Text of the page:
You’ve seen the ads for P90X.  INSANITY pops up on an infomercial at 2am, just as you were starting to doze off.  It promises results in 60 days.  After previewing parts of it on You-Tube, you understand why.  You’ve also seen ads for Urban Rebounder, 10 minute trainer, and Tracy Anderson on nights when the television was your Ambien.  Yet for all of the choices offered; the rigor, intensity, or daily grind wasn’t for you.

Another scenario.  You want to exercise but your joints?  Not so much.  There are days when getting out of bed and walking to the bathroom is a challenge.  Sitting on the toilet and then getting up? Well–that’s another story.  What choices are there for you?

Believe it or not, the advice remains “get up and get moving.”  But how?  With what?  Doing what?  Here’s a few options.

1. Sit & Be Fit.  If the description above is part of your life, even if only a few times a month, these videos offer movement on your “off” days.  You-tube has a few selections; ranging from 5-30 minutes.  The key to remember is that even with altered or limited mobility, you have to move.  Range of motion is essential for ADLs (activity of daily living).

2. T-tapp.  T-tapp is a series of exercises isometrically designed.  They are low intensity, and promise to rev up even the most stubborn metabolism.  Posture and “muscle activation” are the core principles here.  Check out http://www.ttapp.com

3. Yogalates.  This is a video I found on You-tube, which is divided into sections.  If you are looking for a slow-paced introduction to yoga, this might be the answer.  The instructor is soothing, articulate, and moves with intention.  The entire video is 90 minutes, but again, there are 4 sections to choose from.

4. 60 minute Yin Yoga for Spine.  This is another You-tube find.  It may be an ideal start for those wishing to begin a yoga practice.  Even if yoga isn’t quite your thing, it will serve tired, achy muscles well.  Stretch days should not be an option; they should be part of your routine.  You can also check out http://www.eckhartyoga.com for more ideas.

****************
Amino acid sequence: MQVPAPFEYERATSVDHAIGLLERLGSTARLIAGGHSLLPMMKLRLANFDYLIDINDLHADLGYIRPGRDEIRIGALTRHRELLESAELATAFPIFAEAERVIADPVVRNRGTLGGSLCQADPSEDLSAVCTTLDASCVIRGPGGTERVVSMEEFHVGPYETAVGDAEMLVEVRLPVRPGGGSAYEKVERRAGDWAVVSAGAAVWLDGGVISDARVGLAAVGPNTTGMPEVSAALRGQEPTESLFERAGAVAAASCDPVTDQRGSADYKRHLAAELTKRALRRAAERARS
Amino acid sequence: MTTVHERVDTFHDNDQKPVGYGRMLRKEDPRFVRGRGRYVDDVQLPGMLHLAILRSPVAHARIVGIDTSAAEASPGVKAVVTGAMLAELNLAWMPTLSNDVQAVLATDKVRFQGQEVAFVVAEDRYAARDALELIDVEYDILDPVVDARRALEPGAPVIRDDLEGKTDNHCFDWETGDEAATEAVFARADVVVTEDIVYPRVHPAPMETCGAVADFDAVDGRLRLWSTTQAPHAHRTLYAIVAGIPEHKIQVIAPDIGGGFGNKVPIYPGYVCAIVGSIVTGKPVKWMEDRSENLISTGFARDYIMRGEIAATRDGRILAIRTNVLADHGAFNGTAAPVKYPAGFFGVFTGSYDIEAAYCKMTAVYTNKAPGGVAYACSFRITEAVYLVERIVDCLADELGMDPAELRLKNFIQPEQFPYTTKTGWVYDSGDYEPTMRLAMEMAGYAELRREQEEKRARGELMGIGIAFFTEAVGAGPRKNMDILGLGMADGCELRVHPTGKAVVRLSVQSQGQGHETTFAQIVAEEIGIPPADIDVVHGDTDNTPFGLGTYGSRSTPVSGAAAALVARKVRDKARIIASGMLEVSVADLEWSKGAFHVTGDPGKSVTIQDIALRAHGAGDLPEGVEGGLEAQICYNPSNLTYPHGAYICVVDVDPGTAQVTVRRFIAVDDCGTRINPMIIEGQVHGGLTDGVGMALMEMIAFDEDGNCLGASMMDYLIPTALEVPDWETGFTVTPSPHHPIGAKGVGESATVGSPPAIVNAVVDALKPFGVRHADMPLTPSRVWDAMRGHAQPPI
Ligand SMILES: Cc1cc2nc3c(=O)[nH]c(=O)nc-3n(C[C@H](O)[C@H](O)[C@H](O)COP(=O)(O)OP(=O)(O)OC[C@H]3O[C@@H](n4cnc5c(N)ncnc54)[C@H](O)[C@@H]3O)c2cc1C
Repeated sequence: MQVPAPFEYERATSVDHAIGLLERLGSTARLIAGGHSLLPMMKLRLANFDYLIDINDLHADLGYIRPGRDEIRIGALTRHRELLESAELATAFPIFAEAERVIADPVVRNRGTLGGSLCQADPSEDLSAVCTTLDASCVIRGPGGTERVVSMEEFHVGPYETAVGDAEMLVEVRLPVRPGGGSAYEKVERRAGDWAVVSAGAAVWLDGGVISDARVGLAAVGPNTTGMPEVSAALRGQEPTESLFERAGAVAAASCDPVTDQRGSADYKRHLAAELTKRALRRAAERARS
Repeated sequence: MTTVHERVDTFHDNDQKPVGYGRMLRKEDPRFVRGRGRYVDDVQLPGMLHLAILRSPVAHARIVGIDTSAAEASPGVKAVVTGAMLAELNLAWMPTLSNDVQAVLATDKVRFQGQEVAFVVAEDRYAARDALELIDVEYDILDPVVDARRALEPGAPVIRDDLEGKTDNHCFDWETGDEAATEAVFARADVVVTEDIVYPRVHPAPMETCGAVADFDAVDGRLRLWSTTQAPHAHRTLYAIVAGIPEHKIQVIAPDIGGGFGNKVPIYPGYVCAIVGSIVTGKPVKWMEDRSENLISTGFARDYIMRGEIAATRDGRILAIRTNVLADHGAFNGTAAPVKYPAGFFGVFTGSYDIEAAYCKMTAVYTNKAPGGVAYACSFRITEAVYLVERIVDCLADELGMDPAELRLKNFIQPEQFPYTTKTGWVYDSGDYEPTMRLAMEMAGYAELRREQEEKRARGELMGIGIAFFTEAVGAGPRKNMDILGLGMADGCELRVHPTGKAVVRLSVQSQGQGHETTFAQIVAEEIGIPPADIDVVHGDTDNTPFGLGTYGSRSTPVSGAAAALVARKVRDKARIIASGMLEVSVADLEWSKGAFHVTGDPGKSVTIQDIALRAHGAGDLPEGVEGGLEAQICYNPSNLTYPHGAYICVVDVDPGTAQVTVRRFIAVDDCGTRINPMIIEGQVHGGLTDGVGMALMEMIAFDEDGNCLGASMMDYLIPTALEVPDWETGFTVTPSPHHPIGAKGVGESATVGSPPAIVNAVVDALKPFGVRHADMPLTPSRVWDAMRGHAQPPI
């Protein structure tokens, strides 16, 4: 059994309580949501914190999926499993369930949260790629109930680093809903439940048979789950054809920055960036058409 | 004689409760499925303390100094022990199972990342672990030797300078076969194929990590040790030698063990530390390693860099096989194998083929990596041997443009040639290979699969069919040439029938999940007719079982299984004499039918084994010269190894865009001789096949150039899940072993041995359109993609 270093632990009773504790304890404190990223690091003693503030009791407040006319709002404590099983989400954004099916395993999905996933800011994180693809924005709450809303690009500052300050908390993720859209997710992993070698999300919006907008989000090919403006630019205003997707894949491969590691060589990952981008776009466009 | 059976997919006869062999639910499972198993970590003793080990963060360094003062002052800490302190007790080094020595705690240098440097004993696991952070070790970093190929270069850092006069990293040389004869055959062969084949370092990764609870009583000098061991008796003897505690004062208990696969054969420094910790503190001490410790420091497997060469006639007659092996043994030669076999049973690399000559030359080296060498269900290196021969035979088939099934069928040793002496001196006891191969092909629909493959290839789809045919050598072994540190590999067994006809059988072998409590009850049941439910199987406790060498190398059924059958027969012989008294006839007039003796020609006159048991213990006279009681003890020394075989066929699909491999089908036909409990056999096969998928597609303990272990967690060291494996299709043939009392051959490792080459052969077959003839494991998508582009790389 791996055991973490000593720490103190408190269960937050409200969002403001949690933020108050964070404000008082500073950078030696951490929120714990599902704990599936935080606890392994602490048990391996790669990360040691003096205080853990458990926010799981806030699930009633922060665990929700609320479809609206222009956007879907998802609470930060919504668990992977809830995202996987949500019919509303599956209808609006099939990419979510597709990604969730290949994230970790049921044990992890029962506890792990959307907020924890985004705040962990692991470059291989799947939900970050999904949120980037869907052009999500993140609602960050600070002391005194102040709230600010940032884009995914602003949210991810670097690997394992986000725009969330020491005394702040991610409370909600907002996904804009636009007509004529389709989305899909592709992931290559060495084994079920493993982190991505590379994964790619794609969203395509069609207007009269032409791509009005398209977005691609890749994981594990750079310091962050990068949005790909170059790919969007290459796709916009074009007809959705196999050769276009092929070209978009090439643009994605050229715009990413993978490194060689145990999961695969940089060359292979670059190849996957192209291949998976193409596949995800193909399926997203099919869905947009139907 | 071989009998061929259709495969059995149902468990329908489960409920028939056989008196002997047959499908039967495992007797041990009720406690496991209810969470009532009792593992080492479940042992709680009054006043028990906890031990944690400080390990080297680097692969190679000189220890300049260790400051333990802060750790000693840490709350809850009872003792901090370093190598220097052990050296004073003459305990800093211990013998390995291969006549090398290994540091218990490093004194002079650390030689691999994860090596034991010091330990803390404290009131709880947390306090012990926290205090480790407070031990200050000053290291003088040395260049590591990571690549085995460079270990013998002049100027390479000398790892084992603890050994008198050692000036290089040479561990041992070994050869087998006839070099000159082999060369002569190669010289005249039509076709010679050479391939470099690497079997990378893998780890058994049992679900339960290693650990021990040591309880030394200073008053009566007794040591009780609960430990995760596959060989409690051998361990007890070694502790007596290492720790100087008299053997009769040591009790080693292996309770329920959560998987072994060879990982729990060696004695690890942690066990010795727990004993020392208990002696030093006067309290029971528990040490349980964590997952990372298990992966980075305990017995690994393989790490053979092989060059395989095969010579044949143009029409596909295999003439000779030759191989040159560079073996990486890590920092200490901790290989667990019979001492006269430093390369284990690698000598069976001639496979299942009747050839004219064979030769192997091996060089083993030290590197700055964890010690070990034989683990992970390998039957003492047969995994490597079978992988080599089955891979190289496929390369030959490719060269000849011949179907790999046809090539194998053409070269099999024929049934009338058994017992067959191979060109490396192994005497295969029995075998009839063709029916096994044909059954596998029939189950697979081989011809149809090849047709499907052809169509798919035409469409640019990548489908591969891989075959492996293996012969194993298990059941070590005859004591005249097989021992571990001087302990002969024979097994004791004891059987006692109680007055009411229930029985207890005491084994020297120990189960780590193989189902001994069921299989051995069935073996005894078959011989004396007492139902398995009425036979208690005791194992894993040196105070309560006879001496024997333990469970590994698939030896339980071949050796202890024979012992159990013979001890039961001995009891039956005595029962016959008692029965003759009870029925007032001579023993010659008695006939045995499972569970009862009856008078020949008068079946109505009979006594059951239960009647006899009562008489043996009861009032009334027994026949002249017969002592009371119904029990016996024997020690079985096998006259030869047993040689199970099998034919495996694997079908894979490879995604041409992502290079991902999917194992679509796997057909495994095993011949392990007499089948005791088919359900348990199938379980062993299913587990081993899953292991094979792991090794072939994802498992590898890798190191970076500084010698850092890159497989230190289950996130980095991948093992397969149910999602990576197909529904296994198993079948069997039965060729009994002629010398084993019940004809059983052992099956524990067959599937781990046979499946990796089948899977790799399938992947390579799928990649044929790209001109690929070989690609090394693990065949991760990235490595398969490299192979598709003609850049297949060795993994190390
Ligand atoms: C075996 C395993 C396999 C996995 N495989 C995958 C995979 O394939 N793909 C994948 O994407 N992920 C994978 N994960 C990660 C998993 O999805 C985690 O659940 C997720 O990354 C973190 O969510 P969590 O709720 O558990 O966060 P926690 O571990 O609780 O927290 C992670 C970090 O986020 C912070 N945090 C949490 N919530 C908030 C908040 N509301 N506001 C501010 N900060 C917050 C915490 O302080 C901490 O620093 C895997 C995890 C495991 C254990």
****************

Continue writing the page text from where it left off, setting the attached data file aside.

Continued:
5. Tai Chi.  Tai chi is quite possibly 2500 years old, if not older.  While many videos display smiling seniors performing rhythmic movements, don’t be fooled.  There are more rigorous forms of Tai Chi–including techniques used in MMA.  Whether you are seventy-five looking to improve posture and mobility, or twenty-five using it as part of your Crossfit routine, there is something for everyone.  Meditative as well as restorative, Tai Chi is adaptable–yet its principles remain the same.  Effective breathing coupled with fluid technique.

As with any workout, cleanse, or change in dietary habit, it is always a good idea to talk to your medical professional.  You are responsible for your own healthcare.  However, part of that responsibility means enlisting the guidance of a trusted physician or nurse practitioner.  This is essential if you are just beginning to exercise, have mobility issues, in need of cardiac rehab, or taking prescription medication.

While not every exercise is for every body, every body is in need of some form of exercise.

All for now.  Keep up and keep at it. 

Questions? Comments? Contact me at serrenity.c@gmail.com